Researchers compared 3-Tesla MRI (a newer version of standard MRI) to arthroscopy and found that 3-Tesla MRI had an accuracy rate of 96% in detecting meniscal tears. The MRI examinations were able to identify 108 of the 112 meniscal tears that were found when arthroscopic surgery was performed, said Tom Magee, MD, from Neuroskeletal Imaging in Merritt Island, FL, and the lead author of both studies. There were three cases in which the MRI demonstrated a meniscal tear, not seen on arthroscopy, Dr. Magee noted. "Because 3-Tesla MRI is accurate, we can confidently examine patients with suspected meniscal tears to determine if they need surgery immediately or if they might benefit from rehabilitation first to see if their knee injury heals, possibly avoiding surgery altogether," Dr. Magee said.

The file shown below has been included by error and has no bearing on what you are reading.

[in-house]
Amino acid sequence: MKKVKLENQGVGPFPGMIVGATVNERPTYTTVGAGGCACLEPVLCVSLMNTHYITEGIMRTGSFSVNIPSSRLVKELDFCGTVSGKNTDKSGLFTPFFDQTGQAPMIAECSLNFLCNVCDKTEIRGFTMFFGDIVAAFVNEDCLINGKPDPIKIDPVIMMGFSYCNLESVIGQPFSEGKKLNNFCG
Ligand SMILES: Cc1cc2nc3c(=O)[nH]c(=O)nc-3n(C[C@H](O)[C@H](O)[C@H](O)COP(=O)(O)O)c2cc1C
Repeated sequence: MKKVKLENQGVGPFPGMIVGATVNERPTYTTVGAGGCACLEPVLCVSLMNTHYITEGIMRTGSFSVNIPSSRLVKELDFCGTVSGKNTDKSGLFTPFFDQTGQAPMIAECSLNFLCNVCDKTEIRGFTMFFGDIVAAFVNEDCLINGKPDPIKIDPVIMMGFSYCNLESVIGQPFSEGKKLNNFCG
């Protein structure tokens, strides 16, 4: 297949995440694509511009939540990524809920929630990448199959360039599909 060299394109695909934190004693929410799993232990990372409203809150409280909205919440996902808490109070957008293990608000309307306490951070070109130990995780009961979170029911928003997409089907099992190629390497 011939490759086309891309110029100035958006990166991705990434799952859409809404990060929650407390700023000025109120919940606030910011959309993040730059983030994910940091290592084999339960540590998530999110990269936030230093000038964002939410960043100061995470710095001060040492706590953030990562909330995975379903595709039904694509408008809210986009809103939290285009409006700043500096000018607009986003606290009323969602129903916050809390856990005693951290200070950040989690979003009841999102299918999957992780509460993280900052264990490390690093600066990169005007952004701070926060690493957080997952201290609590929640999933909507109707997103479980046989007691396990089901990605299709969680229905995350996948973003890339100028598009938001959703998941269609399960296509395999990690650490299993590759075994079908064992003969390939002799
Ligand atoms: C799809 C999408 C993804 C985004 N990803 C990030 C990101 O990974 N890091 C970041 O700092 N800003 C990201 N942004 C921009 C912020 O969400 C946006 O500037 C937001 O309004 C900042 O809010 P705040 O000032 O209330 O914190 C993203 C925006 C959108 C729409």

3-Tesla MRI can be performed in a unique way (called isotropic imaging) so that the knee can be seen from all angles and planes then reconstructed three dimensionally as a "virtual arthroscopy." This shows promise not only in detecting meniscal tears, but ACL tears, MCL injuries and chondral knee injuries as well, Dr. Magee said. "We compared this new technique to conventional MR knee imaging, and found that both are equally accurate. The benefit to the new technique is that it can be done faster with less patient motion," Dr. Magee said. In addition, the new technique shows promise in better characterizing meniscal tears as stable or unstable. "If a tear is stable, the patient may not need surgery; an unstable tear (the tear can be moved during surgery) requires surgery sooner rather than later," he said. Dr. Magee cautions that MR isotropic imaging is new and isn't quite ready to replace standard MR knee imaging. However, he is hopeful it could eventually supersede current k